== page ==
But Robb is just as curious and intrigued by the historical and cultural legacy left behind by all the invaders and occupiers of this island over many centuries, and descriptions and discussions of Sicilian traditions and food play a prominent role throughout the book.
There was even a court case that Robb describes where the testimony of an unfortunate child was dismissed on the grounds that her memory was unreliable based on her statement that her assailant had eaten several cannoli before the assault. Impossible said the judge, no-one eats cannoli in August because the ricotta would spoil too quickly in the heat. Justice duly dispensed according to the typical food habits of Sicilians. Absurd of course to non-Sicilians, or at least to non-Italians, but such is the importance given to food traditions in Sicily.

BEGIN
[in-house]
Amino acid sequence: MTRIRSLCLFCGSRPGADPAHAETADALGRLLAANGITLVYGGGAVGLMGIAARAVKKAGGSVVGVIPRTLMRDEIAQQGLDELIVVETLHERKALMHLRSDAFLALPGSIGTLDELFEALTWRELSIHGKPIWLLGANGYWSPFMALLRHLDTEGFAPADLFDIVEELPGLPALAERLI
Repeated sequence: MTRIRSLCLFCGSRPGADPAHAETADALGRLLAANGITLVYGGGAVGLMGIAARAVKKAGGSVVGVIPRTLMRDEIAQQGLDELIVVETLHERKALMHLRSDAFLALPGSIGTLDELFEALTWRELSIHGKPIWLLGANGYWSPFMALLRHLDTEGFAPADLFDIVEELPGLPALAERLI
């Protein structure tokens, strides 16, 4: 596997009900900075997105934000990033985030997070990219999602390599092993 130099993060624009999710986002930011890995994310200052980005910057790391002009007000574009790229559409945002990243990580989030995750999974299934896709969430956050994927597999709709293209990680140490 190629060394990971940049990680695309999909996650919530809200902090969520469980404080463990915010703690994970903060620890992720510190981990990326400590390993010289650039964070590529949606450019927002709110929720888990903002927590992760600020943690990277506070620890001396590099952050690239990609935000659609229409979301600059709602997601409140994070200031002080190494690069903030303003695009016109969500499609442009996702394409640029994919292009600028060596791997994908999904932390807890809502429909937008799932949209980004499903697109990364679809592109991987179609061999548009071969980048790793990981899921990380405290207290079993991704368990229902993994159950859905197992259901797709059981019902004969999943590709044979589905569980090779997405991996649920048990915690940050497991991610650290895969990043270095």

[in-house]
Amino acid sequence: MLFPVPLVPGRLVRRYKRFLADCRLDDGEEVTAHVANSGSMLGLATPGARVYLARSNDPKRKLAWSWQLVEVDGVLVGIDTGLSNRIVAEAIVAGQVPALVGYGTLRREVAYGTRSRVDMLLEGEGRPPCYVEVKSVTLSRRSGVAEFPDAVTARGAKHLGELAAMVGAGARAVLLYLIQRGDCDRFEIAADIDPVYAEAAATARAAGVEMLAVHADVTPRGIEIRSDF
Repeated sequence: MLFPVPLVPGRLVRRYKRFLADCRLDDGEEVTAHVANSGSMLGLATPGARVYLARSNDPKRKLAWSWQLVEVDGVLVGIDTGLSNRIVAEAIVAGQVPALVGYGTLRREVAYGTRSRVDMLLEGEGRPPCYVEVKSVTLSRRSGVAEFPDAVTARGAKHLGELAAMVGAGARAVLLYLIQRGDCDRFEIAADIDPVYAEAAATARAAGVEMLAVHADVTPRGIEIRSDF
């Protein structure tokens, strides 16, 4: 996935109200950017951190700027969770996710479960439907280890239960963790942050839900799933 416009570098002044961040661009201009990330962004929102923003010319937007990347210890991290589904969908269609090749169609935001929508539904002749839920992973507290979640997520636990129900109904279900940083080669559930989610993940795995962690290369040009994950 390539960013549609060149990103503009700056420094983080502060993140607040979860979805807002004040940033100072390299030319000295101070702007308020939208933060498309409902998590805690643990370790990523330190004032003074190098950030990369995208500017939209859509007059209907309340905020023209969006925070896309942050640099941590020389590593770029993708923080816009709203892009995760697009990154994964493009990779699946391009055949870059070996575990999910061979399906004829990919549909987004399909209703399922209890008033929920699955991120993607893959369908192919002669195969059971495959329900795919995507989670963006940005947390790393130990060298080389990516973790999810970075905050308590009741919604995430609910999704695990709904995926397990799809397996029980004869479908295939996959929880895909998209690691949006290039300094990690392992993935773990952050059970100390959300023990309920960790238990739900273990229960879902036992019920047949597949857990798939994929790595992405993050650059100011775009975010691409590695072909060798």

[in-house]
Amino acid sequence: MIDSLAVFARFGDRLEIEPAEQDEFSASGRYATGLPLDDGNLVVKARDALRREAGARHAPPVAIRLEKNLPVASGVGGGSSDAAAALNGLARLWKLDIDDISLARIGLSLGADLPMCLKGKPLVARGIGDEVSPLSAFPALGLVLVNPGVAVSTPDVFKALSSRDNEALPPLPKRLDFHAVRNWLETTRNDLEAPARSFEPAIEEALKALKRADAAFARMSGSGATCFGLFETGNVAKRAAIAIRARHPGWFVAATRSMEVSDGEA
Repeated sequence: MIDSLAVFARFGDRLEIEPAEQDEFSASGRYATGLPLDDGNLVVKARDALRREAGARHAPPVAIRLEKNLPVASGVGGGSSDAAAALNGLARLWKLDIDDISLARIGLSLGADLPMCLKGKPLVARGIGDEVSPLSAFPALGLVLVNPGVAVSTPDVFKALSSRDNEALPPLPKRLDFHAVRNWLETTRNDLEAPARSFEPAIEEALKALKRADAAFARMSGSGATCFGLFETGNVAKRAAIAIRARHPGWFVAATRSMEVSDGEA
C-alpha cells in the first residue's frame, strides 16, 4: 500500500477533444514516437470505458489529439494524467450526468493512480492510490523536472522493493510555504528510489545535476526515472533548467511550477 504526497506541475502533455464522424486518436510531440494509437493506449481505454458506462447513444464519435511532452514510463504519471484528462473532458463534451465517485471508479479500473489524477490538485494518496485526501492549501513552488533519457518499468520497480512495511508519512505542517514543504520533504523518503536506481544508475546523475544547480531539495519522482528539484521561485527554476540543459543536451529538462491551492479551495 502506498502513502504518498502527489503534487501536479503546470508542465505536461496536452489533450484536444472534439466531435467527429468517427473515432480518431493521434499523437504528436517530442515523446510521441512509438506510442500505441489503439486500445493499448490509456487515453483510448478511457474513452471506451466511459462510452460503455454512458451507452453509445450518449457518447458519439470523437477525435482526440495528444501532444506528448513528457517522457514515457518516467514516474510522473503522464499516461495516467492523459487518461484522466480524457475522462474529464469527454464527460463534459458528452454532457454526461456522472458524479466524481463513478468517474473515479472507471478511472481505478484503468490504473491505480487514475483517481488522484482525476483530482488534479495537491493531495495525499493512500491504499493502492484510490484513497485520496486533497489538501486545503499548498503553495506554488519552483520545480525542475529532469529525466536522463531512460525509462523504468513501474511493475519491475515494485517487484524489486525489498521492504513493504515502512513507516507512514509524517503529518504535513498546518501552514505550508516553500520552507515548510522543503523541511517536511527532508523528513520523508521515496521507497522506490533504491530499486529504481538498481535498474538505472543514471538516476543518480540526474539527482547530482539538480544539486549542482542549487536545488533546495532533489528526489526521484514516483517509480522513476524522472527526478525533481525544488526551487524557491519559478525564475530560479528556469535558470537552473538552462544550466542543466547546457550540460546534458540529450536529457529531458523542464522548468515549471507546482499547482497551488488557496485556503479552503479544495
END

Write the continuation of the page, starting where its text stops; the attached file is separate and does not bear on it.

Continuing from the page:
Robb also devotes quite a few pages to more recent Sicilian culture in the form of the writer Leonardo Sciascia and the artist Renato Guttuso, both of whom he talks about in some detail, especially Sciascia's dangerously equivocal and mistakenly nostalgic view of the mafia in his later years. He also makes a point of visiting and describing their respective home towns of Racalmuto and Bagheria to understand the environment in which they grew up and its influence upon them.
His frank and damning description of both places and the depressing litany of other locations permanently disfigured by the misuse of State money over the decades, which was funneled into shoddy mafia controlled construction projects, will have you quickly making notes to avoid some of these places visited by Robb. Not only did the mafia destroy lives but it left a permanent scar on Sicily with the criminal destruction of many historic buildings and their fraudulent replacement with awful looking and shoddily constructed apartment blocks.